impl<T, const Start: usize, const End: usize> ops::Index<Range<Start, End>> for [T] {
    // Not currently permitted due to potential error. The compiler doesn't trust that these do 
    // not panic and we have the same problem as `RangeTo`, the type may not even be valid.
    type Output = [T; [0, End - Start][Range::]];
    fn index(&self, idx: Range<Start, End>) -> &Self::Output {
        if Start <= End {
            self[Start..End].try_into().unwrap()
        } else {
            panic!("Invalid range")
        }
    }
}

I think that's a really bad idea, and I don't agree that

because in this case, we would panic on a purely type-level error which is otherwise possible to catch at compile time. This is very different from indexing which in the general case needs to be checked dynamically. And using a different type (namely, [T; 0]) in the place of a different type just feels like a hack.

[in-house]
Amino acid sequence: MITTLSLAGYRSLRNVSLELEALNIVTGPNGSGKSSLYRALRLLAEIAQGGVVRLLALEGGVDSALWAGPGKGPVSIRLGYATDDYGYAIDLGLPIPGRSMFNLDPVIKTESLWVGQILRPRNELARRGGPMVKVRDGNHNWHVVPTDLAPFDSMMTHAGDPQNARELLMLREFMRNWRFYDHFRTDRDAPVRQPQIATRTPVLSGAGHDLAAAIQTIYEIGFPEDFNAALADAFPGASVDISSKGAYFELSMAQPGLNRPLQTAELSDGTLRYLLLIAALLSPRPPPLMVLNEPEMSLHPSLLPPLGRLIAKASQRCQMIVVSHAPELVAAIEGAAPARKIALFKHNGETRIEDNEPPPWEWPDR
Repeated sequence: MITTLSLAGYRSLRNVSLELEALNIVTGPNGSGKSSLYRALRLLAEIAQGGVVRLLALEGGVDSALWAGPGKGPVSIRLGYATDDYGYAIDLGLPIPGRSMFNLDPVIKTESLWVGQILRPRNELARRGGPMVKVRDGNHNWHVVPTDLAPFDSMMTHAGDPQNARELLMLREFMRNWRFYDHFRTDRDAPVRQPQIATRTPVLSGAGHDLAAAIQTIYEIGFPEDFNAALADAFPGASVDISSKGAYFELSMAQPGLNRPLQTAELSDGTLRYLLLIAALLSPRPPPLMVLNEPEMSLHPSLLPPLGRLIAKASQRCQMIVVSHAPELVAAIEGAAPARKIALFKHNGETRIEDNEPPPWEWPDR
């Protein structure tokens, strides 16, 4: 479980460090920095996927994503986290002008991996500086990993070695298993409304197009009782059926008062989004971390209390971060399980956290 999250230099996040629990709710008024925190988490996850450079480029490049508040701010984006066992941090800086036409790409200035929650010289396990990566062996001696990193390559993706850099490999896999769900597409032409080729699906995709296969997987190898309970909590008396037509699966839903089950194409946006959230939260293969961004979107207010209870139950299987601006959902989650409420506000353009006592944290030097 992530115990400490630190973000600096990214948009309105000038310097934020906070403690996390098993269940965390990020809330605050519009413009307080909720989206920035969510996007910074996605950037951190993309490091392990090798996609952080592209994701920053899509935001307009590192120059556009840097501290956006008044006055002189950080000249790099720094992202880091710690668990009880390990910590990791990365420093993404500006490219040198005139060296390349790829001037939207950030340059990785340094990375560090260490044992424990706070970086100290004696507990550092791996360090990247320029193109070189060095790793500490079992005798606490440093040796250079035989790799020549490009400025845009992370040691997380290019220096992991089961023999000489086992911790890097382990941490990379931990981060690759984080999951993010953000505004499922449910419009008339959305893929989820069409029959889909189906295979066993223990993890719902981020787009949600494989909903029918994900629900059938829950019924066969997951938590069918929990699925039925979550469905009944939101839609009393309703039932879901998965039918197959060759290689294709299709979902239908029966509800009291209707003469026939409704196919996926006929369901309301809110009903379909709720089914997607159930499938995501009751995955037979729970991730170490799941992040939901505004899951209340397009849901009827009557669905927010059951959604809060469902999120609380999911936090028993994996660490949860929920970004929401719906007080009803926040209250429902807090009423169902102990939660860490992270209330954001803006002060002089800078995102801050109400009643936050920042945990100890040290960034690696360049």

I would actually prefer a post-monomorphization error to both alternatives, as it's not nearly as surprising as other kinds of post-monomorphization errors. Namely, it doesn't fall into the C++ style "I forgot to test my template with this particular, supposedly valid instantiation" category, as the resulting big array type is not just unexpected but valid, it is instead completely invalid.

However, couldn't there still be a way for detecting it before monomorphization? I mean, the requirement size_of::<T> * N <= usize::MAX is clear from the very beginning, so couldn't the use of [T; N] be constrained by a bound involving the const values, something along the lines of the following?

impl<const Start: usize, const End: usize> Index<Range<Start, End>> for [T]
    where End >= Start && (End - Start) * mem::size_of::<T>() <= usize::MAX
{
    type Output = [T; End - Start]; // compiling this would require the above where clause
    …
}

Of course the size constraint might not be / is probably not the only thing to worry about, it'd be neater to be able to validate the existence of the whole Layout<[T; N]> type, but you get the idea.

If you replace it with

type Output = [T; [0, End.wrapping_sub(Start)][(End > Start) as usize]];

Then you get

error: constant expression depends on a generic parameter
 --> src/lib.rs:8:5
  |